Crowe Hall is a Georgian house. It is a Grade II listed building,[8] and the gardens are on the Register of Historic Parks and Gardens of special historic interest in England.[9] It was built around 1780 for Brigadier Crowe. It has had a succession of owners since who each adapted and renovated the building. A serious fire in 1926 destroyed a lot of the fabric of the building and further restoration was required.[10] The house is surrounded by several hectares of sloping gardens, below Prior Park, which are terraced and include a rock garden and grotto.[11]

Widcombe Crescent is a terrace of 14 Georgian houses built in 1808 by Thomas Baldwin, and designated a Grade I listed building.[12]

Canal[edit]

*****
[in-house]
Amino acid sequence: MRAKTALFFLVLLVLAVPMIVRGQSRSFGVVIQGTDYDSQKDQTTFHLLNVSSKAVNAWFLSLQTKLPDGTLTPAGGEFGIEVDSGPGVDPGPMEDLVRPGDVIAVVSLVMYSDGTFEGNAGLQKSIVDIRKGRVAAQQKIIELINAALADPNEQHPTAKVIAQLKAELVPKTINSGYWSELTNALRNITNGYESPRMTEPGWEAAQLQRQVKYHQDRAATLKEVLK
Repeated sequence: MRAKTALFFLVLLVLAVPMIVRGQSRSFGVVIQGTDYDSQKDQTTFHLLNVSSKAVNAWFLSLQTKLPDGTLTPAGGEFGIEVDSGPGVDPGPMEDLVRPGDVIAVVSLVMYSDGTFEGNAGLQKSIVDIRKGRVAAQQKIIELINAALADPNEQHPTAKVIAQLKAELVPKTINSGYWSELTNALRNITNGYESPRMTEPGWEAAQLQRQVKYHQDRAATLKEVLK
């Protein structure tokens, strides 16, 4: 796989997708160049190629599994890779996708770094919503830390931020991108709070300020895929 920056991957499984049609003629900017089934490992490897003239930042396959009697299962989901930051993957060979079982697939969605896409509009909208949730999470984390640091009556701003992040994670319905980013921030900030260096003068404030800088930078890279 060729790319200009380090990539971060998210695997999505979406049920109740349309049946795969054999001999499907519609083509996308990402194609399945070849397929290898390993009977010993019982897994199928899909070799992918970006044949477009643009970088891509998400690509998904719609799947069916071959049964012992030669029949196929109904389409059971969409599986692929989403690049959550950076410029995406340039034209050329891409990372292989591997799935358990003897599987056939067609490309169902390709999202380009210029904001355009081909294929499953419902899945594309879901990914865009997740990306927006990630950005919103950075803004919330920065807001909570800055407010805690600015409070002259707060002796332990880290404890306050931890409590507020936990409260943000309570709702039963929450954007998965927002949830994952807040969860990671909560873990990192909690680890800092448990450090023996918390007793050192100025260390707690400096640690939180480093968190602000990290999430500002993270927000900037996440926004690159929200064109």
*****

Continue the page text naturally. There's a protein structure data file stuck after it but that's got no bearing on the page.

Widcombe is where the Kennet and Avon Canal meets the River Avon. Bath Locks are a series of locks, just south of Pulteney Bridge, which climb through Widcombe. Alongside the bottom lock[13] is a side pond and pumping station which pumps water up the locks to replace that used each time the lock is opened.[14] The next stage of Bath Deep Lock is numbered 8/9 as two locks were combined when the canal was restored in May, 1976. A road bridge carrying the A36, constructed while the canal was in a state of disrepair passes over the original site of the lower lock.[15] The new chamber has a depth of 19 ft 5ins, making it Britain's second deepest canal lock.[16] Just above the 'deep lock' is an area of water enabling the lock to refill and above this is Wash House Lock (number 10),[17] and soon after by Abbey View Lock (number 11), a grade II listed building[18] by which there is another pumping station and in quick succession Pulteney Lock (12) and Bath top Lock (13).[19] Above the top lock the canal passes through Sydney Gardens where it passes through two tunnels[20][21] and under two cast iron footbridges dating from 1800. Cleveland Tunnel is 173 feet long and runs under Cleveland House, the former headquarters of the Kennet and Avon Canal Company. A trap-door in the tunnel roof was employed to exchange paperwork between clerks above and bargees below.[22] This is now a grade II* listed building.[23] Many of the bridges over the canal are also listed buildings.[24][25][26][26][27][28][29]